• Lahelma, Antti (2019)
    A wide range of rock art sites associated with hunter-gatherer populations in Northern Fennoscandia depict scenes where men, women and animals (usually elk or deer) are involved in a sexually charged act. For instance, at Namforsen (Sweden) and Kanozero (north-western Russia), elks appear to be 'monitoring' a human couple having sex. Ithyphallic figures accompanied by animals are found at several sites, such as Kanozero, where an ithyphallic figure brandishing an elk-headed staff is faced by a capercaillie. Even acts of zoophilia, or humans in sexual congress with animals, appear to be depicted at a number of sites. These scenes are here approached in the light of an animistic ontology and the notion of perspectivism, introduced by Eduardo Viveiros de Castro, where non-human beings are entangled in social and thus also sexual relations with humans. In the ethnographic sources pertaining to northern circumpolar cultures, hunting is perceived as a sexual act, where each kill involves seducing the prey. In northern and eastern parts of Finland and Karelia, this mentality persisted well into the historical period, as evidenced by hunting spells and ceremonies recorded in the 19th Century.
  • Keskinen, Suvi (Routledge, 2018)
    Routledge Critical Studies in Gender and Sexuality in Education
    This chapter focuses on how minority young people search for ways to build their lives, gain respectability and perform agency in a societal context characterized by the previously mentioned processes. It also focuses on the gendered and sexualized aspects of racism, as they are lived out by young people in a multi-ethnic suburb in Finland, and the different strategies they develop to question, ignore and disturb practices. The chapter examines the interviews with young people who have one or two parents born outside Finland. It also examines how gendered racism shapes the conditions in which racialized minority youth live their everyday lives and how the young people challenge, ignore and disturb such discourses and practices. The concept "territorial stigmatization" also rightly points to the importance of media coverage in the establishment of othering narratives of the residence areas where ethnic/racial and class-bound inequalities merge.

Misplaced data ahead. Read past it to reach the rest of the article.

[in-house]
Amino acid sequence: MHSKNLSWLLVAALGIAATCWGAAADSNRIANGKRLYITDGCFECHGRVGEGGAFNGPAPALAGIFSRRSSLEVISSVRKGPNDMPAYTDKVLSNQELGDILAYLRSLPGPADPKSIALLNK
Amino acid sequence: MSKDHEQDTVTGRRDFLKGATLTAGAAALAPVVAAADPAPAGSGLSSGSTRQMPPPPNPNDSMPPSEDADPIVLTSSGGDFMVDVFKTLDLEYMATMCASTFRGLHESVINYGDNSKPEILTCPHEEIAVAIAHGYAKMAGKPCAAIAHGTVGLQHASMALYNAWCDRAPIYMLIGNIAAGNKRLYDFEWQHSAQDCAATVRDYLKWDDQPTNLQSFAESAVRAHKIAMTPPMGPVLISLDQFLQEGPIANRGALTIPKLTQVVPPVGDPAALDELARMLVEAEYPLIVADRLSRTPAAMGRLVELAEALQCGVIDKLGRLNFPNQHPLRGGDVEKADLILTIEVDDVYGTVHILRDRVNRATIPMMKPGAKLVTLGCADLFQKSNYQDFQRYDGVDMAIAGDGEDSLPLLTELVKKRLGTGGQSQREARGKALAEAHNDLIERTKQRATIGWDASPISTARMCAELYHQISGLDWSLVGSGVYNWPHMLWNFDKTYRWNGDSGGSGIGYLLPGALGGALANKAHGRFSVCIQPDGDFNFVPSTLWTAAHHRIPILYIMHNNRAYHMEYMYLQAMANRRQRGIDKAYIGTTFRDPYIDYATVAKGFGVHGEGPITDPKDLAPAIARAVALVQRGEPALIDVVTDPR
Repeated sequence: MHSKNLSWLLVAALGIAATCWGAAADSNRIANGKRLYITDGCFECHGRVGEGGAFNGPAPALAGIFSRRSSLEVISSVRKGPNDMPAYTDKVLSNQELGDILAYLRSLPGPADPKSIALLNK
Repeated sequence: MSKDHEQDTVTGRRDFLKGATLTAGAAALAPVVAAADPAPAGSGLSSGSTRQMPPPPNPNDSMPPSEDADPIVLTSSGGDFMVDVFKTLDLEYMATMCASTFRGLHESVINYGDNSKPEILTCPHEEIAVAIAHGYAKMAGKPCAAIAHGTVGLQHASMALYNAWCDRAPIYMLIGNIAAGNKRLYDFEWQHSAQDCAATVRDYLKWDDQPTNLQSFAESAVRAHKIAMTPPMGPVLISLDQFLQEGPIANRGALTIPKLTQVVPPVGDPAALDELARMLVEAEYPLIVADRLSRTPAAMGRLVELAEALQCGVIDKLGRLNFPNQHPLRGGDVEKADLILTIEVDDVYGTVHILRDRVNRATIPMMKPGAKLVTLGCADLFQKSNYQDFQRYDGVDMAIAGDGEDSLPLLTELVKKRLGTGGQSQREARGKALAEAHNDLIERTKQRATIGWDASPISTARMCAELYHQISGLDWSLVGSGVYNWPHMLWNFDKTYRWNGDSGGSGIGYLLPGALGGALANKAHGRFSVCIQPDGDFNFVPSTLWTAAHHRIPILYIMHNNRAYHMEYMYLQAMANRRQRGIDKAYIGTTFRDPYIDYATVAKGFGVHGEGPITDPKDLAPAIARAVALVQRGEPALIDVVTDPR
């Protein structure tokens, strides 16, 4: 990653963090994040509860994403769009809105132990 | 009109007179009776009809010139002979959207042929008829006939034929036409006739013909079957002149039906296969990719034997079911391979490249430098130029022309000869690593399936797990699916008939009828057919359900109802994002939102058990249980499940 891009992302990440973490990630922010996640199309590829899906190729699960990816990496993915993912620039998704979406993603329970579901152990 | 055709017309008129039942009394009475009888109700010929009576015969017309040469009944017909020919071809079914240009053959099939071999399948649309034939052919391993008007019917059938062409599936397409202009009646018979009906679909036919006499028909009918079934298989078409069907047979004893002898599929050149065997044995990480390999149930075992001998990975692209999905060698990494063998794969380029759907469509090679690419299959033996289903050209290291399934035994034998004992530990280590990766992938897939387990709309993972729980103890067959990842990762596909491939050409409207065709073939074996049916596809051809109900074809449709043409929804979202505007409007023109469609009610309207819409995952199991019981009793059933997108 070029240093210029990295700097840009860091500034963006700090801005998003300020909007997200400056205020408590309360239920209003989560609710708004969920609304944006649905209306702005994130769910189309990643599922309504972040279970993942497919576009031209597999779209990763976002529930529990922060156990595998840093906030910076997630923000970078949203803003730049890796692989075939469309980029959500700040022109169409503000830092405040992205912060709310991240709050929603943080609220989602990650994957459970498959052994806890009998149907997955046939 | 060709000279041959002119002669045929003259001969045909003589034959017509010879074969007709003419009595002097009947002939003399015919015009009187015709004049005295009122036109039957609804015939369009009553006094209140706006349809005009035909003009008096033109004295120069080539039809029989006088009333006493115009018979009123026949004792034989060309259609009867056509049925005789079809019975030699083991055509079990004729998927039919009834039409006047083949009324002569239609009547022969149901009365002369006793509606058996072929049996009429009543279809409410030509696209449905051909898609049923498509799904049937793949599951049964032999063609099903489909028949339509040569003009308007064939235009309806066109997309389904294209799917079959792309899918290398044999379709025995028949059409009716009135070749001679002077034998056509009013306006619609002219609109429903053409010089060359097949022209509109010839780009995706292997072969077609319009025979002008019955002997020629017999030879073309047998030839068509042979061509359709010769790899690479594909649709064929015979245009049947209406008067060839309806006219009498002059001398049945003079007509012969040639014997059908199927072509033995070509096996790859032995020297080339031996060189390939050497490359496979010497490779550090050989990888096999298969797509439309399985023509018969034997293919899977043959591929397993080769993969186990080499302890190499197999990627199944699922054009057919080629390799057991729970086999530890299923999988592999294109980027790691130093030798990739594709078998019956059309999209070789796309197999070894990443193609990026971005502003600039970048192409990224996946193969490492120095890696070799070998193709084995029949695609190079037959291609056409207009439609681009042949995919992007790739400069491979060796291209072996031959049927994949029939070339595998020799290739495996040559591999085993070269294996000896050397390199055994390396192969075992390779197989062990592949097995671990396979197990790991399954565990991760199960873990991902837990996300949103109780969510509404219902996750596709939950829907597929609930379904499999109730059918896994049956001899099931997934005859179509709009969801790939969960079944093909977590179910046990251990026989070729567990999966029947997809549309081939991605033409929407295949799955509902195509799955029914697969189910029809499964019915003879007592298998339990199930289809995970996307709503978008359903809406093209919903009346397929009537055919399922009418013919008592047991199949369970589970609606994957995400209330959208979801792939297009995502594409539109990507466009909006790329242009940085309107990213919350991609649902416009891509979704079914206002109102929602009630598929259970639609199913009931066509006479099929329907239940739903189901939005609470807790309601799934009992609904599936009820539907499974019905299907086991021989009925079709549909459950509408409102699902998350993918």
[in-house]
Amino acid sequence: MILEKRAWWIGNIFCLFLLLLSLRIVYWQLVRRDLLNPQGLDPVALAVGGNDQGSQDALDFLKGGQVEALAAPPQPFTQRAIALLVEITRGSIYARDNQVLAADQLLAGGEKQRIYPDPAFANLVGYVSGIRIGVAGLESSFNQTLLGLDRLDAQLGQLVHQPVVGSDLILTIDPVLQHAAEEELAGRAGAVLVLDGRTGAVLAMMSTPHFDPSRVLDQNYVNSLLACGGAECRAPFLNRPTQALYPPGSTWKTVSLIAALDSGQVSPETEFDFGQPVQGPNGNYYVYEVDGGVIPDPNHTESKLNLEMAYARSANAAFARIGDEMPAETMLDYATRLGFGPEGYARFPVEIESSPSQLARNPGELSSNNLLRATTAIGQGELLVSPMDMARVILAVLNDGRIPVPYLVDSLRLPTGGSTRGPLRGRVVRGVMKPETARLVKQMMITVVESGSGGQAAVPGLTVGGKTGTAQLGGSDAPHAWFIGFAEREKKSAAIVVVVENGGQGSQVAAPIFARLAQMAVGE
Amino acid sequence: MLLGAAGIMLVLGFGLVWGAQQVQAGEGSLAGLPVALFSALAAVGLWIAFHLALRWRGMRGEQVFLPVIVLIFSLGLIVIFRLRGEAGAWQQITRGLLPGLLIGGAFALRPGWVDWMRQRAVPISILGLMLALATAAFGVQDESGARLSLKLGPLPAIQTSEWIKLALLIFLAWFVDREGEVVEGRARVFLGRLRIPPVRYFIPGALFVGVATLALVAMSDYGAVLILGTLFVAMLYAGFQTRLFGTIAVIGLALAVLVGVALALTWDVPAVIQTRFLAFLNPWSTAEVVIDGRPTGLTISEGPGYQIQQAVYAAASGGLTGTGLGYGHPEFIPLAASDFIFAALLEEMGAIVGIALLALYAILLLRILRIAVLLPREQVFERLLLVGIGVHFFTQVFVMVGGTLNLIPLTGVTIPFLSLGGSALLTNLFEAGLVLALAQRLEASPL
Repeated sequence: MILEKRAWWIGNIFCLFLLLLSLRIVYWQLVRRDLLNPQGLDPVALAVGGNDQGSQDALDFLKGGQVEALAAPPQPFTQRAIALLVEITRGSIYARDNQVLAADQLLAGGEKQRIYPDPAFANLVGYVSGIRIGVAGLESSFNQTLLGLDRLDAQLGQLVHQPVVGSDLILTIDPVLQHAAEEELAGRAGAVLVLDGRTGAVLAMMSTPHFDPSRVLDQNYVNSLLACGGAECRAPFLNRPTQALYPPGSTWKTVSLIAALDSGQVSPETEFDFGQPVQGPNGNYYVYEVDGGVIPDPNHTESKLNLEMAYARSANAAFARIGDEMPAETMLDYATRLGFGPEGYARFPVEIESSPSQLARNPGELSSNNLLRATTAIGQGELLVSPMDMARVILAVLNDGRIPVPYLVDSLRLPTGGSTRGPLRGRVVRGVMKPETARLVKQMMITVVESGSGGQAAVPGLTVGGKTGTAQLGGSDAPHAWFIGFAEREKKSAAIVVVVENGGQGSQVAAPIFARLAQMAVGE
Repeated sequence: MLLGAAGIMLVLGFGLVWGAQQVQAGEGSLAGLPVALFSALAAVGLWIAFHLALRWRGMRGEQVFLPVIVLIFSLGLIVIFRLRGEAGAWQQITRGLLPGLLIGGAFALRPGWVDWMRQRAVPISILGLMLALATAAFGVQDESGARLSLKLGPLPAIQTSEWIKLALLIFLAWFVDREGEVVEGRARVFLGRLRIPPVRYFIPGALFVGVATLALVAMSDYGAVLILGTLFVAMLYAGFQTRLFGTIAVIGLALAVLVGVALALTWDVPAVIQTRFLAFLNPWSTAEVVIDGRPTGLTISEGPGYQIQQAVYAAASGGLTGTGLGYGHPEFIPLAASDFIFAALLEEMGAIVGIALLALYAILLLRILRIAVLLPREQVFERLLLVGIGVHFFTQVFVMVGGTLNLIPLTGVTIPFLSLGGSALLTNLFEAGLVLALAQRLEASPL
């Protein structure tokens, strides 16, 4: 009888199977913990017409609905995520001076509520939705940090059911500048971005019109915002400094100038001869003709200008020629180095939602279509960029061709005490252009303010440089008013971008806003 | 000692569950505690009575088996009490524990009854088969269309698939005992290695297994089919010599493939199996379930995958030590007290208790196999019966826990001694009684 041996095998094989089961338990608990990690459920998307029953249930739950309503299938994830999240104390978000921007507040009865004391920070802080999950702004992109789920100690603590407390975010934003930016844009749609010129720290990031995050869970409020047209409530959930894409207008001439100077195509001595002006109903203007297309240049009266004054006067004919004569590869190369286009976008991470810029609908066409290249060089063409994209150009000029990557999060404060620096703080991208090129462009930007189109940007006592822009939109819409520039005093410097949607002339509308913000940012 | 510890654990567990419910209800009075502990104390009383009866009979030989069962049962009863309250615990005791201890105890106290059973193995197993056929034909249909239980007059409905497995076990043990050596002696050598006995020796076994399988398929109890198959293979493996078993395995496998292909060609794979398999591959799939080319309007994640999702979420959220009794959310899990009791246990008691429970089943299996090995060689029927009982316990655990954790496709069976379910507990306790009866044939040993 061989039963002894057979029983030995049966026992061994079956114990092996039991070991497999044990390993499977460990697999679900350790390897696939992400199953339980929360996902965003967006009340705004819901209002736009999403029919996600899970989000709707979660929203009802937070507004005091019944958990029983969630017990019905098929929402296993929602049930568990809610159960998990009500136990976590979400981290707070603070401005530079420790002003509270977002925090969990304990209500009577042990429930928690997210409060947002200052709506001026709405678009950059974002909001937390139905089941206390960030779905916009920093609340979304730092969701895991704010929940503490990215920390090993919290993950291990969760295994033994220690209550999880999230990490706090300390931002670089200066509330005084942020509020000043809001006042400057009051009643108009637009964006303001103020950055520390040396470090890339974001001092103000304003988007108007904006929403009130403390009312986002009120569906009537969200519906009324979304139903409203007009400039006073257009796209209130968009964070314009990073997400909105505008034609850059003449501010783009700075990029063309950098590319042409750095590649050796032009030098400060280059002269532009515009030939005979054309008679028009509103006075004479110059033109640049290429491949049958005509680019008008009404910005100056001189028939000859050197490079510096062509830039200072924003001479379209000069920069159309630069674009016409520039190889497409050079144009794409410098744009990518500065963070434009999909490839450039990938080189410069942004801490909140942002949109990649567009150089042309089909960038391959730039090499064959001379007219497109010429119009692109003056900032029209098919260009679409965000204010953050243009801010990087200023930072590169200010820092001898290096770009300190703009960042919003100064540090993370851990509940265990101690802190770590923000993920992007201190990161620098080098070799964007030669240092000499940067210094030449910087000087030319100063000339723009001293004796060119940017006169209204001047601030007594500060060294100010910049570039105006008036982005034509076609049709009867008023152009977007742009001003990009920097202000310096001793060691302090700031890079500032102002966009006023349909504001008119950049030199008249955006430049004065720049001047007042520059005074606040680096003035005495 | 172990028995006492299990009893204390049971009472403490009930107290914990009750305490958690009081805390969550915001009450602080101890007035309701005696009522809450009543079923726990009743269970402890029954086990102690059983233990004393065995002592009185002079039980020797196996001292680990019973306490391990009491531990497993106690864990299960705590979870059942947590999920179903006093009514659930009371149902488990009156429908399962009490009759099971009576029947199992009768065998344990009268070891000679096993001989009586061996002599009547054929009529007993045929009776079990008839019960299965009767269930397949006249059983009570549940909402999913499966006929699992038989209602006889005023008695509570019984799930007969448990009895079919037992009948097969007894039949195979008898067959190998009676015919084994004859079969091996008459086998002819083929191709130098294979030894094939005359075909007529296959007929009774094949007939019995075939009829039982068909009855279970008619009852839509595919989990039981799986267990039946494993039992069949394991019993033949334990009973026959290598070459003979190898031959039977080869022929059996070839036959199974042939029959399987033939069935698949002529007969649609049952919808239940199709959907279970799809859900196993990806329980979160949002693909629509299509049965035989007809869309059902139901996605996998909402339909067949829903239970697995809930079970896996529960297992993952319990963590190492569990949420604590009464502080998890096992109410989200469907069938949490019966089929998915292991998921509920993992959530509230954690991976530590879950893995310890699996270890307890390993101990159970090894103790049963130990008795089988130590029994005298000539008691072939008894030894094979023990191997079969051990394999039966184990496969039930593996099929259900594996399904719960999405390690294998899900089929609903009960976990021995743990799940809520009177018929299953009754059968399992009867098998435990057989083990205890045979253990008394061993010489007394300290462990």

• Airaksinen, Timo (Brill, 2019)
    Value Inquiry Book Series
    Names: Airaksinen, Timo, 1947- author. Title: Vagaries of desire : a collection of philosophical essays / Timo Airaksinen. Description: Leiden ; Boston : Brill-Rodopi, 2019. | Series: Value inquiry book series, 0929-8436 ; volume 340. Philosophy, literature, and politics | Includes index. | Summary: “Vagaries of Desire is a major collection of new essays by Timo Airaksinen on the philosophy of desire. The first part develops a novel account of the philosophical theory of desire, including Girard. The second part discusses Kafka’s main works, namely The Castle, The Trial, and Amerika, and Thomas Hobbes and the problems of intentionality. The text develops such linguistic tropes as metaphor and metonymy in connection with topics like death and then applies them to Kafka’s texts. The third part makes an effort to understand the mysteries of sadism and masochism in philosophical and rhetorical terms. The last article criticizes Thomas Nagel’s influential account of sexual perversion and develops a viable alternative”--